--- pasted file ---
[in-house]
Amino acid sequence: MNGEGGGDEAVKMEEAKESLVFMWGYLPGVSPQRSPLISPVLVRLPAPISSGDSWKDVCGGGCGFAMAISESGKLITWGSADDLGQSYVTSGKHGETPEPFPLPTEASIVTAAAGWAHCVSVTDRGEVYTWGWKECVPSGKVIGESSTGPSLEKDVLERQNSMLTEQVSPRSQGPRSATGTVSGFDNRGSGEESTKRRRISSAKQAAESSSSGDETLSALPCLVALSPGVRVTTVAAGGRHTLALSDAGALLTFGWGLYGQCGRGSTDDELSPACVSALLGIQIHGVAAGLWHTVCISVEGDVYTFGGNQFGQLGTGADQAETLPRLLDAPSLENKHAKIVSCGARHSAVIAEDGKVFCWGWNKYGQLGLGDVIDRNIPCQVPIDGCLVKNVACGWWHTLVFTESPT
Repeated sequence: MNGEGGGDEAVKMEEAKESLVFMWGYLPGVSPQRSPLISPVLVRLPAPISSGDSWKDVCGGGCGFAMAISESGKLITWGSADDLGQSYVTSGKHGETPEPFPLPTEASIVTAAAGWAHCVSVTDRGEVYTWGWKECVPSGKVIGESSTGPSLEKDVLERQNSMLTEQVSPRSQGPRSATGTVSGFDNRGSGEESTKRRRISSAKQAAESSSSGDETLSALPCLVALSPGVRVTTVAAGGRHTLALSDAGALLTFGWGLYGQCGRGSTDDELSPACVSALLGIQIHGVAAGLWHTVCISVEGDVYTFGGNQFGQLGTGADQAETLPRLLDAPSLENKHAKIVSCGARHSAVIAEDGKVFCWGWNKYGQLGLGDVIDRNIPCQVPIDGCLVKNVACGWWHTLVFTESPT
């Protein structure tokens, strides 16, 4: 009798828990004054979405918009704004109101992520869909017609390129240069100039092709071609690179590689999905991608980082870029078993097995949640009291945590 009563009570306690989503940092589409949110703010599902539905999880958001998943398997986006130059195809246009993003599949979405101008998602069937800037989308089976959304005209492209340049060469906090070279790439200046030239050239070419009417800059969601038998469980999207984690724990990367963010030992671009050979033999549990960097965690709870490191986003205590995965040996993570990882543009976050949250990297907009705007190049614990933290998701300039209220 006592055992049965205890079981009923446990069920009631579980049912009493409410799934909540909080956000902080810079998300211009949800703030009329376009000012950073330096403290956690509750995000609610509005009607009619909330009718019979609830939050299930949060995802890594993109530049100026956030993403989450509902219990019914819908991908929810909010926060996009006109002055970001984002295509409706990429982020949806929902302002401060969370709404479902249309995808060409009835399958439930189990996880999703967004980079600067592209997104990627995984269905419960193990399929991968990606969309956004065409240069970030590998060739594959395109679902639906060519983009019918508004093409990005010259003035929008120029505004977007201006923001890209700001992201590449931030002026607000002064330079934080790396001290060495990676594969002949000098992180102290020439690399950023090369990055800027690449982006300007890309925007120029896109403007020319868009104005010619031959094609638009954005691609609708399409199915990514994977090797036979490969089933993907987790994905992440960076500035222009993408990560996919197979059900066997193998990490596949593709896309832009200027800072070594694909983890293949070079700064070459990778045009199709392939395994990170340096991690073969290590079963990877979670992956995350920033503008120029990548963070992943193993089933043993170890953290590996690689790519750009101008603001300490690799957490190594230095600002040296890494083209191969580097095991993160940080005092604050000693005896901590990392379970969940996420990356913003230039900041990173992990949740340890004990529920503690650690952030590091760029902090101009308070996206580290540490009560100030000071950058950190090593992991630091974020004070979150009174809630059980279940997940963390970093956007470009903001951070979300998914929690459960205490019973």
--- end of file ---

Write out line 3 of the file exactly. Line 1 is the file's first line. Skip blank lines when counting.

Repeated sequence: MNGEGGGDEAVKMEEAKESLVFMWGYLPGVSPQRSPLISPVLVRLPAPISSGDSWKDVCGGGCGFAMAISESGKLITWGSADDLGQSYVTSGKHGETPEPFPLPTEASIVTAAAGWAHCVSVTDRGEVYTWGWKECVPSGKVIGESSTGPSLEKDVLERQNSMLTEQVSPRSQGPRSATGTVSGFDNRGSGEESTKRRRISSAKQAAESSSSGDETLSALPCLVALSPGVRVTTVAAGGRHTLALSDAGALLTFGWGLYGQCGRGSTDDELSPACVSALLGIQIHGVAAGLWHTVCISVEGDVYTFGGNQFGQLGTGADQAETLPRLLDAPSLENKHAKIVSCGARHSAVIAEDGKVFCWGWNKYGQLGLGDVIDRNIPCQVPIDGCLVKNVACGWWHTLVFTESPT